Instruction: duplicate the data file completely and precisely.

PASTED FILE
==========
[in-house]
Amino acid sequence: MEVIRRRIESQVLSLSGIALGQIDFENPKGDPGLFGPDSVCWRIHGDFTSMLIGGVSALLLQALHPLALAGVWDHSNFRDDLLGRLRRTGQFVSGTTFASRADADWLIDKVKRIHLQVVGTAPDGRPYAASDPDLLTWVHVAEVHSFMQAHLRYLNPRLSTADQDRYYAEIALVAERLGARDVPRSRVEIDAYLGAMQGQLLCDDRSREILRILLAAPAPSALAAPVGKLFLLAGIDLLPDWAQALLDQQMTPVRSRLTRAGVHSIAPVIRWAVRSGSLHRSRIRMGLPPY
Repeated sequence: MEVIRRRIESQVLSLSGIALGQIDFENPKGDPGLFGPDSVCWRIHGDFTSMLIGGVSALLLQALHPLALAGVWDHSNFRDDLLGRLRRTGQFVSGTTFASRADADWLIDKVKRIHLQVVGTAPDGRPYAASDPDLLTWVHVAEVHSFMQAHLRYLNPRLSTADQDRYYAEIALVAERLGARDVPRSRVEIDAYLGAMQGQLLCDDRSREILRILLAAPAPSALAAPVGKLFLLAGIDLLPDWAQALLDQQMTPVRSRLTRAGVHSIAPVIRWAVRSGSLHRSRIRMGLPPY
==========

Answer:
[in-house]
Amino acid sequence: MEVIRRRIESQVLSLSGIALGQIDFENPKGDPGLFGPDSVCWRIHGDFTSMLIGGVSALLLQALHPLALAGVWDHSNFRDDLLGRLRRTGQFVSGTTFASRADADWLIDKVKRIHLQVVGTAPDGRPYAASDPDLLTWVHVAEVHSFMQAHLRYLNPRLSTADQDRYYAEIALVAERLGARDVPRSRVEIDAYLGAMQGQLLCDDRSREILRILLAAPAPSALAAPVGKLFLLAGIDLLPDWAQALLDQQMTPVRSRLTRAGVHSIAPVIRWAVRSGSLHRSRIRMGLPPY
Repeated sequence: MEVIRRRIESQVLSLSGIALGQIDFENPKGDPGLFGPDSVCWRIHGDFTSMLIGGVSALLLQALHPLALAGVWDHSNFRDDLLGRLRRTGQFVSGTTFASRADADWLIDKVKRIHLQVVGTAPDGRPYAASDPDLLTWVHVAEVHSFMQAHLRYLNPRLSTADQDRYYAEIALVAERLGARDVPRSRVEIDAYLGAMQGQLLCDDRSREILRILLAAPAPSALAAPVGKLFLLAGIDLLPDWAQALLDQQMTPVRSRLTRAGVHSIAPVIRWAVRSGSLHRSRIRMGLPPY